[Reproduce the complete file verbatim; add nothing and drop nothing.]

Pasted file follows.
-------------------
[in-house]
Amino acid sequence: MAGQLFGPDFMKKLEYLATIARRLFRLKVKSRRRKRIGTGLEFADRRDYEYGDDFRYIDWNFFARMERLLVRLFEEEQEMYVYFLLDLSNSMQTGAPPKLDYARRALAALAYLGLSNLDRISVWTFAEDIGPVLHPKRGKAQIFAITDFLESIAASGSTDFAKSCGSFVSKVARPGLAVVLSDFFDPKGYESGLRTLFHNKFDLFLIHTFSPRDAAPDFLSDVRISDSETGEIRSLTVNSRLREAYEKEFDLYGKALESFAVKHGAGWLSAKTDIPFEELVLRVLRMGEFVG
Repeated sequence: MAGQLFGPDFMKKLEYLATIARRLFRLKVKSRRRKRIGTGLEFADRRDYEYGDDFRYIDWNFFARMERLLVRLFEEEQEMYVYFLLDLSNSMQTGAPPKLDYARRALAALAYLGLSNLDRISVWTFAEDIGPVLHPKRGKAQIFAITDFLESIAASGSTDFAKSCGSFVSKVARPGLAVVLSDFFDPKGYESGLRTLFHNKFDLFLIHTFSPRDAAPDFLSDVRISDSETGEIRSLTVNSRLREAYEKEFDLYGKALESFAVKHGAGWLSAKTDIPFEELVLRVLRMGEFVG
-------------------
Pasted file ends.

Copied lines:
[in-house]
Amino acid sequence: MAGQLFGPDFMKKLEYLATIARRLFRLKVKSRRRKRIGTGLEFADRRDYEYGDDFRYIDWNFFARMERLLVRLFEEEQEMYVYFLLDLSNSMQTGAPPKLDYARRALAALAYLGLSNLDRISVWTFAEDIGPVLHPKRGKAQIFAITDFLESIAASGSTDFAKSCGSFVSKVARPGLAVVLSDFFDPKGYESGLRTLFHNKFDLFLIHTFSPRDAAPDFLSDVRISDSETGEIRSLTVNSRLREAYEKEFDLYGKALESFAVKHGAGWLSAKTDIPFEELVLRVLRMGEFVG
Repeated sequence: MAGQLFGPDFMKKLEYLATIARRLFRLKVKSRRRKRIGTGLEFADRRDYEYGDDFRYIDWNFFARMERLLVRLFEEEQEMYVYFLLDLSNSMQTGAPPKLDYARRALAALAYLGLSNLDRISVWTFAEDIGPVLHPKRGKAQIFAITDFLESIAASGSTDFAKSCGSFVSKVARPGLAVVLSDFFDPKGYESGLRTLFHNKFDLFLIHTFSPRDAAPDFLSDVRISDSETGEIRSLTVNSRLREAYEKEFDLYGKALESFAVKHGAGWLSAKTDIPFEELVLRVLRMGEFVG